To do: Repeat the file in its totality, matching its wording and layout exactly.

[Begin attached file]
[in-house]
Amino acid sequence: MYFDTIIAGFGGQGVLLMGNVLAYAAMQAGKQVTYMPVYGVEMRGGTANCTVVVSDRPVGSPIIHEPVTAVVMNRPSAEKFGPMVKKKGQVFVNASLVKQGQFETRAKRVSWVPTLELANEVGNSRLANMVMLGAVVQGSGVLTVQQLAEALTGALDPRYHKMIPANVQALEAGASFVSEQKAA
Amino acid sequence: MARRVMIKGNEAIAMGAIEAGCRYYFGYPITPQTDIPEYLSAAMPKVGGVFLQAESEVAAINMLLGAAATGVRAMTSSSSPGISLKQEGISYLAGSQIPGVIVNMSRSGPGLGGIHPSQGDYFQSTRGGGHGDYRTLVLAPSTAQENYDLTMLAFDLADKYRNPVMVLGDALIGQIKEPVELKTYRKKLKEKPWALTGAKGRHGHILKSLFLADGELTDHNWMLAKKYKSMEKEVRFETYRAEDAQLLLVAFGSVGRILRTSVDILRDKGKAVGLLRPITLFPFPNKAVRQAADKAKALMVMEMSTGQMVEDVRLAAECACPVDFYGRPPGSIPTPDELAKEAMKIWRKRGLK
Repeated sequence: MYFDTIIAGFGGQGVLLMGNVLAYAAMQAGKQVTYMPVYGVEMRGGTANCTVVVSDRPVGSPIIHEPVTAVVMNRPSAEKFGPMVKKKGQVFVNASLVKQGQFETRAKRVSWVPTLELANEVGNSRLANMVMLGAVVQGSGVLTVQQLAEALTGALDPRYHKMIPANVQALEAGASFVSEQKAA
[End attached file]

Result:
[in-house]
Amino acid sequence: MYFDTIIAGFGGQGVLLMGNVLAYAAMQAGKQVTYMPVYGVEMRGGTANCTVVVSDRPVGSPIIHEPVTAVVMNRPSAEKFGPMVKKKGQVFVNASLVKQGQFETRAKRVSWVPTLELANEVGNSRLANMVMLGAVVQGSGVLTVQQLAEALTGALDPRYHKMIPANVQALEAGASFVSEQKAA
Amino acid sequence: MARRVMIKGNEAIAMGAIEAGCRYYFGYPITPQTDIPEYLSAAMPKVGGVFLQAESEVAAINMLLGAAATGVRAMTSSSSPGISLKQEGISYLAGSQIPGVIVNMSRSGPGLGGIHPSQGDYFQSTRGGGHGDYRTLVLAPSTAQENYDLTMLAFDLADKYRNPVMVLGDALIGQIKEPVELKTYRKKLKEKPWALTGAKGRHGHILKSLFLADGELTDHNWMLAKKYKSMEKEVRFETYRAEDAQLLLVAFGSVGRILRTSVDILRDKGKAVGLLRPITLFPFPNKAVRQAADKAKALMVMEMSTGQMVEDVRLAAECACPVDFYGRPPGSIPTPDELAKEAMKIWRKRGLK
Repeated sequence: MYFDTIIAGFGGQGVLLMGNVLAYAAMQAGKQVTYMPVYGVEMRGGTANCTVVVSDRPVGSPIIHEPVTAVVMNRPSAEKFGPMVKKKGQVFVNASLVKQGQFETRAKRVSWVPTLELANEVGNSRLANMVMLGAVVQGSGVLTVQQLAEALTGALDPRYHKMIPANVQALEAGASFVSEQKAA